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Toledo, Ohio & Lake Erie

The Press Newspaper

The Press Newspaper

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Former All-Suburban Lakes League and Genoa baseball star Cory Hornyak has made another mark on the area baseball scene.

Hornyak recently earned the National Amateur Baseball Federation College World Series Most Valuable Player award after helping lead the Ohio Monarchs Gold to championship triumph.

Using a wood bat, Hornyak hit .458 in the CWS, held at Ned Skeldon Stadium, the former home of the Toledo Mud Hens in Maumee at the Lucas County Fairgrounds.

He swiped six stolen bases, scored seven runs, clubbed a double and a triple, and played sensational defense in center all tourney long for the Monarchs.

Ohio defeated the favored, defending champion Long Island (N.Y.) Astros 4-3 in the CWS championship game August 11 to bring the Northwest Ohio region its first such college division federation title. No other had ever advanced past the semifinals in the event’s 25-year history.

“It’s an honor winning the award,” Hornyak said. “My bat swing finally came around in the tournament, and I started seeing the ball well by the time the College World Series came around.”

He was equally elated about his summer team’s accomplishment.

“It was exciting to win that as a team, coming in as an underdog,” Hornyak said. “It’s big, good to have a Toledo team do so well. It shows we do have some really good players in the area who can play with anybody in the country.”

Hornyak’s critical performance exhibited an impressive blend of speed, fielding and a keen batting eye not only to fans and opponents, but also to Major League Baseball scouts in attendance.

Those scouts reportedly adored Hornyak’s speed (six stolen bags and a triple) in relation his size (6-2, 210-pounds). He showed extensive range in center throughout the CWS, at no moment better exemplified than when he made a highlight reel, diving catch in left-center to rob the Astros of at least a run and more likely a pair of them in that one-run championship victory.

“I just dove out and made the catch,” Hornyak said. “I had missed one the night before (a 7-2 semifinal win over the Maryland Orioles), so I knew I wanted to make up for that.”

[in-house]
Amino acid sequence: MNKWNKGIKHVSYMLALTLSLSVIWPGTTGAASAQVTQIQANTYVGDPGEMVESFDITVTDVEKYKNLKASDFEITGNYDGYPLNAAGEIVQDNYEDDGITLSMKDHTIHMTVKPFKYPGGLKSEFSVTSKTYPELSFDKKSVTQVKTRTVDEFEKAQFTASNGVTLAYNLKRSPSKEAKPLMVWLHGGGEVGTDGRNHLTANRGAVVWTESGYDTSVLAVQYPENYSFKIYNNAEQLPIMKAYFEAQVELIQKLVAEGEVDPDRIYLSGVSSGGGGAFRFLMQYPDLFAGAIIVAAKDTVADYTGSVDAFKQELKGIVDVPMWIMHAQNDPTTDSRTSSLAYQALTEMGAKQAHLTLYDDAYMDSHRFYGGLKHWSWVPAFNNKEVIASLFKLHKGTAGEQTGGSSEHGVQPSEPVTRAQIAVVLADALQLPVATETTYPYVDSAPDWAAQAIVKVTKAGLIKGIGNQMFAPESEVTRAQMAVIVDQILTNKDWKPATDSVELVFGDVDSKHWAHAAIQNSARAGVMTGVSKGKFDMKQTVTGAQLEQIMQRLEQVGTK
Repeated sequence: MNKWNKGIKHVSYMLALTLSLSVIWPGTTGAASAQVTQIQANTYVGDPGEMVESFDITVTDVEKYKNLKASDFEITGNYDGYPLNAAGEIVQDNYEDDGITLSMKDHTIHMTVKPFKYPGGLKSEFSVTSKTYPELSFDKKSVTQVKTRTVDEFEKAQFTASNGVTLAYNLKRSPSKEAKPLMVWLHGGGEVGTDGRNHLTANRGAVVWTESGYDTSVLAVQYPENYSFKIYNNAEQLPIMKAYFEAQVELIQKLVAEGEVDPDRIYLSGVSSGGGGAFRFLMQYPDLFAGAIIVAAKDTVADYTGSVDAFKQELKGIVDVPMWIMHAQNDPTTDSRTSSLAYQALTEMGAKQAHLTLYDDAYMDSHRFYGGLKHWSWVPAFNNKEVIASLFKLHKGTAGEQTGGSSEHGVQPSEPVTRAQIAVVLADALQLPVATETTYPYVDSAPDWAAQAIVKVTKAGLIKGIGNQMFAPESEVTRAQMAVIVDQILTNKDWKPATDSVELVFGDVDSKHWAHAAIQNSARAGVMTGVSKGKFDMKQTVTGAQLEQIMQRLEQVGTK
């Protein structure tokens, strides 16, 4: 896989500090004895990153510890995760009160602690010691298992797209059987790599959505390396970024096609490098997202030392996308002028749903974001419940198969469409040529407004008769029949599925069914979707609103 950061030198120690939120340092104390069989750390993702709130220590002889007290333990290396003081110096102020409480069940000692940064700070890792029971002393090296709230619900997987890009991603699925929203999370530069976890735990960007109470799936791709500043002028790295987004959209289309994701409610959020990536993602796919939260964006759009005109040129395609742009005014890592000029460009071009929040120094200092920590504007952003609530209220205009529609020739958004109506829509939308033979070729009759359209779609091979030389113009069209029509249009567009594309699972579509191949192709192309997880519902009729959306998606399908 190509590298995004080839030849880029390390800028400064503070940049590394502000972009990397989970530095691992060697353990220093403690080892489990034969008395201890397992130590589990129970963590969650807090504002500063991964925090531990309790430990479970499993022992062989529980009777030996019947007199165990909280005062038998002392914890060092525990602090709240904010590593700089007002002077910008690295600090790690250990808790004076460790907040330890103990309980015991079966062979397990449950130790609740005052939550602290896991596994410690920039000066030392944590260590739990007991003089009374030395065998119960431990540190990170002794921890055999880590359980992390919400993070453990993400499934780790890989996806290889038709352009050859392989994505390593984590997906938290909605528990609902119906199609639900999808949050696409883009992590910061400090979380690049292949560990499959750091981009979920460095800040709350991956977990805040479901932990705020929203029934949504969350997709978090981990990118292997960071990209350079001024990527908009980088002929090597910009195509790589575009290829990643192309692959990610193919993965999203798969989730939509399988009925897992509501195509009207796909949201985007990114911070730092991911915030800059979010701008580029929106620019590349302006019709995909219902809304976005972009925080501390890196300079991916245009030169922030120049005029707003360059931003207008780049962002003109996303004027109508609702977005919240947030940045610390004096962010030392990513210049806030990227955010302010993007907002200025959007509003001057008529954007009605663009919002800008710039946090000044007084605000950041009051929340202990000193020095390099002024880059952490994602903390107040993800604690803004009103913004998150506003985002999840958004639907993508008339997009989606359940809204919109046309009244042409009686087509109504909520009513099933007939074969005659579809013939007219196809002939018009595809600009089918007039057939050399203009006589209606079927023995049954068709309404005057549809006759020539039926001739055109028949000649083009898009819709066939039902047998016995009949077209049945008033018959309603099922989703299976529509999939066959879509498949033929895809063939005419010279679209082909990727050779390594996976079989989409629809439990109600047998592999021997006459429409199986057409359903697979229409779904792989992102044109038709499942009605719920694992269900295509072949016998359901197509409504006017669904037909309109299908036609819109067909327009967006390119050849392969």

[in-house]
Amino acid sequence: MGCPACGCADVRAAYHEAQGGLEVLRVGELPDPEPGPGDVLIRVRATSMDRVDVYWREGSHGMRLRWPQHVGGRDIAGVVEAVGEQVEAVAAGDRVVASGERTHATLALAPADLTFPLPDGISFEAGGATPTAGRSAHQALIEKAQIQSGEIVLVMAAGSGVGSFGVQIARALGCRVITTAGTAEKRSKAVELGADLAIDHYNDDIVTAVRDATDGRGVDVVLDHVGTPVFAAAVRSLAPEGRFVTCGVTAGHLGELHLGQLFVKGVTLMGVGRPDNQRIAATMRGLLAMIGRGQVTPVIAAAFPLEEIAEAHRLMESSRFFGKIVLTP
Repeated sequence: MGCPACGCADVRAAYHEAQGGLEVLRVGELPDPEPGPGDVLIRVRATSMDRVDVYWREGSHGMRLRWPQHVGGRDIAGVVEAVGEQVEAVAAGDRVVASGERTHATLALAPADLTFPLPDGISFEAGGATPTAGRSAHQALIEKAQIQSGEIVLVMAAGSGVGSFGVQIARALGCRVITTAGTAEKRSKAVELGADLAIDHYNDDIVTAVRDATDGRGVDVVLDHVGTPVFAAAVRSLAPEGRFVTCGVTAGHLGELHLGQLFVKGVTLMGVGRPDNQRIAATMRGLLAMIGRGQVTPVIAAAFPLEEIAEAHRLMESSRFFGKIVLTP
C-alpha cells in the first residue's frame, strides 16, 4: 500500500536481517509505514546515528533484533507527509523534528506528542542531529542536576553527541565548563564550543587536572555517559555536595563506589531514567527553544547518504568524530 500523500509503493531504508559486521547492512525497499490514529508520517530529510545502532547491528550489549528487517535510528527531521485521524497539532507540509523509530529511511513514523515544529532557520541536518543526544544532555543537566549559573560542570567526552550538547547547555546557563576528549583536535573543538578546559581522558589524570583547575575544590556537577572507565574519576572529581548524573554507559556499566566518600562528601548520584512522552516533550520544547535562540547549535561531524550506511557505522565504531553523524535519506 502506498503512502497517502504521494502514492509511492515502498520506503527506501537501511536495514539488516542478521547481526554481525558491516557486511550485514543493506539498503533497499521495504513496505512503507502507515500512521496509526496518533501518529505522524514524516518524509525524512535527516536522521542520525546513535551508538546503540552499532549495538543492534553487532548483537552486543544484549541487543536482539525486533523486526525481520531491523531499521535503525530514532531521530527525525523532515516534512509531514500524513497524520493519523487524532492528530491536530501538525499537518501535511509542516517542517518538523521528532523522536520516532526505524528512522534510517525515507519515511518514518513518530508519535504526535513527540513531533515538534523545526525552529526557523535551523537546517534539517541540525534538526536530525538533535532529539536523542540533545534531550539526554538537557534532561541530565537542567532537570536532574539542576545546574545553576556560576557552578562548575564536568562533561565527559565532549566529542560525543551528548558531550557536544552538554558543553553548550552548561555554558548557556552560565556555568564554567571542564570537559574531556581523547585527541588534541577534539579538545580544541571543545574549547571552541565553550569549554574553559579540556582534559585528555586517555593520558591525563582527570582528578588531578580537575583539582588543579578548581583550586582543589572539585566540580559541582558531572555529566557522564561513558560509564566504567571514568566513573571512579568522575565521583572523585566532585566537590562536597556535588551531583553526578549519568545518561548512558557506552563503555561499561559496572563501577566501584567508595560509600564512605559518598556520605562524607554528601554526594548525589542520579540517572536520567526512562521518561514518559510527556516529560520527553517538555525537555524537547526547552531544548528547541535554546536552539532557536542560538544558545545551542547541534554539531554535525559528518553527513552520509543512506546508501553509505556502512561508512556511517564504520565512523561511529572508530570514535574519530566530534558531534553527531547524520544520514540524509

Adding to his appeal, Hornyak dealt six innings of one-hit ball with a single earned run allowed for the Monarchs during the tourney.

On scholarship at Youngstown State University, Hornyak had a somewhat disappointing sophomore season, starting 28 games in the outfield, but hitting just .197 with 15 runs scored and eight doubles. He showed a bit of power with a pair of homers, but that surge came off the more lively aluminum bat.

As Hornyak explained, the Penguin coaching staff geared him more toward pitching his freshman season, but redirected him toward hitting and a spot in center as a sophomore, forcing him to re-focus on learning to hit college pitching.

“Going into my sophomore year I didn’t focus on hitting so much, because I thought they wanted me to pitch,” he said. “I think I struggled for awhile because I hadn’t been working on my hitting as much.”

The fact that his effort to make the readjustment and rediscovery of his swing didn’t manifest until late in the wood bat summer fed ball campaign made his ability to blossom a case study in perfect timing.

“Going into the (CWS) I had no idea the scouts were going to be there,” Hornyak said, “but I figured out they were and just went out and played my game. I started off hot and then slowed down a bit in pool play, then got hot again in those final games.

“It’s pretty nice hitting that well with the scouts looking.”

Now Hornyak figures to be a Penguin who makes a big splash before he’s done playing for coach Rich Pasquale’s Division I program. His NABF CWS performance gave irrefutable indication to his ability.

“I’ve just started getting my swing back this summer, so I have a pretty good feeling going into my junior year,” he said, thanking Monarchs assistant coach Joe Munoz for his teachings.

The gem of a glove Hornyak displayed in the CWS also sparkled during his sophomore college. In 44 total games played, he committed just two errors and owned a.977 fielding percentage.

Hornyak spent just one inning on the YSU hill in 2008, but Hornyak said he still would love to pitch for the Penguins in perhaps a relief capacity.

“I love pitching and would to keep it going,” he said. “I’ll try to pitch more at Youngstown State, maybe as a closer.”

No matter what roles he plays during his remaining college days, the business finance major is clear about one thing. He’s taking stock of his recent emergence on the pro scout radar and continuing to work hard at advancing his diamond savvy as far as he can.

“My goal is to make it in baseball, and I’ve worked my tail off to do just that,” he said. “I just know I’m going to burst out, and I intend to take playing baseball as far as it will take me.”

As a Comet athlete, Hornyak was a four-year letterman in both baseball and soccer.

In baseball he was a first team all-Suburban Lakes League selection and was named Genoa High’s Baseball Player of the Year as a senior.

Hornyak proved to be a natural athletic phenom by earning All-Ohio first team honors in soccer as both a junior and a senior. He owns Comet records for goals in a season (45) and career goals (95).

He helped shoot the Comets to four SLL soccer crowns and one in baseball.